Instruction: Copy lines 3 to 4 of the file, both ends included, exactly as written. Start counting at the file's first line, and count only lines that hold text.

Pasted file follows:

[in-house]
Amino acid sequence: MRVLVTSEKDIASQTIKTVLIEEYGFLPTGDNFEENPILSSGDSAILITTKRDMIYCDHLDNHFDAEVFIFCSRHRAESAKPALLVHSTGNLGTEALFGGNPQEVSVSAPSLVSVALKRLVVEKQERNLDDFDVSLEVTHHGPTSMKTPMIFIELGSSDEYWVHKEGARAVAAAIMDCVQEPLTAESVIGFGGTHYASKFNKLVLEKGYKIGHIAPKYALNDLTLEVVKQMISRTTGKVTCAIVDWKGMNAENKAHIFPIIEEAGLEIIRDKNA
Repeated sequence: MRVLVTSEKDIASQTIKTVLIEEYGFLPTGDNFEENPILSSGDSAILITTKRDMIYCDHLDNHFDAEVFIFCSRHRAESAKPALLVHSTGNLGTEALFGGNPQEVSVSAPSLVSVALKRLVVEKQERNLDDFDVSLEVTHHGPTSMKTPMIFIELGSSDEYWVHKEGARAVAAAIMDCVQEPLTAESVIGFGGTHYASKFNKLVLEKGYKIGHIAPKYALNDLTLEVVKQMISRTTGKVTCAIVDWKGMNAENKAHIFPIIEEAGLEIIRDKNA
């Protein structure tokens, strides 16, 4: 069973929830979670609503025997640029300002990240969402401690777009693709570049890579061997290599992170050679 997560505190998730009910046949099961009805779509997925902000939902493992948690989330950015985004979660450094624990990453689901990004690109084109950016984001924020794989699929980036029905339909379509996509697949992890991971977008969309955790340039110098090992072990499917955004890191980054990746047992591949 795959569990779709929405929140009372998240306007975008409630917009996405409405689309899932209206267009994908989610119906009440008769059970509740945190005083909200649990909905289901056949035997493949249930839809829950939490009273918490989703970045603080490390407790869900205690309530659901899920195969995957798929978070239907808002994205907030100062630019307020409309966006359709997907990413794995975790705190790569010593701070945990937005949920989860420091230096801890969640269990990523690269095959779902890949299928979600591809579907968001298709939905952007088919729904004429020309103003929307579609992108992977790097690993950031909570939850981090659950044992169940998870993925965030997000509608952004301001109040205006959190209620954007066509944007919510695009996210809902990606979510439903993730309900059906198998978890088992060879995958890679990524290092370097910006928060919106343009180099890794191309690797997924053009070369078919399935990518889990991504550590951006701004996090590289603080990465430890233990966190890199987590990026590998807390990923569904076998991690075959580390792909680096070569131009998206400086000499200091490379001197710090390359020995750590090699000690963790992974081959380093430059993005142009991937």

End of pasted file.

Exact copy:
Repeated sequence: MRVLVTSEKDIASQTIKTVLIEEYGFLPTGDNFEENPILSSGDSAILITTKRDMIYCDHLDNHFDAEVFIFCSRHRAESAKPALLVHSTGNLGTEALFGGNPQEVSVSAPSLVSVALKRLVVEKQERNLDDFDVSLEVTHHGPTSMKTPMIFIELGSSDEYWVHKEGARAVAAAIMDCVQEPLTAESVIGFGGTHYASKFNKLVLEKGYKIGHIAPKYALNDLTLEVVKQMISRTTGKVTCAIVDWKGMNAENKAHIFPIIEEAGLEIIRDKNA
């Protein structure tokens, strides 16, 4: 069973929830979670609503025997640029300002990240969402401690777009693709570049890579061997290599992170050679 997560505190998730009910046949099961009805779509997925902000939902493992948690989330950015985004979660450094624990990453689901990004690109084109950016984001924020794989699929980036029905339909379509996509697949992890991971977008969309955790340039110098090992072990499917955004890191980054990746047992591949 795959569990779709929405929140009372998240306007975008409630917009996405409405689309899932209206267009994908989610119906009440008769059970509740945190005083909200649990909905289901056949035997493949249930839809829950939490009273918490989703970045603080490390407790869900205690309530659901899920195969995957798929978070239907808002994205907030100062630019307020409309966006359709997907990413794995975790705190790569010593701070945990937005949920989860420091230096801890969640269990990523690269095959779902890949299928979600591809579907968001298709939905952007088919729904004429020309103003929307579609992108992977790097690993950031909570939850981090659950044992169940998870993925965030997000509608952004301001109040205006959190209620954007066509944007919510695009996210809902990606979510439903993730309900059906198998978890088992060879995958890679990524290092370097910006928060919106343009180099890794191309690797997924053009070369078919399935990518889990991504550590951006701004996090590289603080990465430890233990966190890199987590990026590998807390990923569904076998991690075959580390792909680096070569131009998206400086000499200091490379001197710090390359020995750590090699000690963790992974081959380093430059993005142009991937």